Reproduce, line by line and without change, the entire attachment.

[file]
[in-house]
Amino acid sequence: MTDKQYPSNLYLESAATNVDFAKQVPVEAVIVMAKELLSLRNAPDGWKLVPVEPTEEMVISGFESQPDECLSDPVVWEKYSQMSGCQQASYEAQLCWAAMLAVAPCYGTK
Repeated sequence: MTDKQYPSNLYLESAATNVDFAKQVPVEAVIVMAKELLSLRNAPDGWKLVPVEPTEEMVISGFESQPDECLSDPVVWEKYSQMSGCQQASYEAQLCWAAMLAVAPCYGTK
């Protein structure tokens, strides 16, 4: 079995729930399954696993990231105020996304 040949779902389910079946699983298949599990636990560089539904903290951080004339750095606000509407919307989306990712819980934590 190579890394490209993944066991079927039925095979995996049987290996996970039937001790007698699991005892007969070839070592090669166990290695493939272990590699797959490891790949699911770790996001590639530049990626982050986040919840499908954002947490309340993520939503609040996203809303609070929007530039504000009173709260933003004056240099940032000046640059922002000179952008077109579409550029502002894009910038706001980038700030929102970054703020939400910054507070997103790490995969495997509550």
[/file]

[in-house]
Amino acid sequence: MTDKQYPSNLYLESAATNVDFAKQVPVEAVIVMAKELLSLRNAPDGWKLVPVEPTEEMVISGFESQPDECLSDPVVWEKYSQMSGCQQASYEAQLCWAAMLAVAPCYGTK
Repeated sequence: MTDKQYPSNLYLESAATNVDFAKQVPVEAVIVMAKELLSLRNAPDGWKLVPVEPTEEMVISGFESQPDECLSDPVVWEKYSQMSGCQQASYEAQLCWAAMLAVAPCYGTK
């Protein structure tokens, strides 16, 4: 079995729930399954696993990231105020996304 040949779902389910079946699983298949599990636990560089539904903290951080004339750095606000509407919307989306990712819980934590 190579890394490209993944066991079927039925095979995996049987290996996970039937001790007698699991005892007969070839070592090669166990290695493939272990590699797959490891790949699911770790996001590639530049990626982050986040919840499908954002947490309340993520939503609040996203809303609070929007530039504000009173709260933003004056240099940032000046640059922002000179952008077109579409550029502002894009910038706001980038700030929102970054703020939400910054507070997103790490995969495997509550």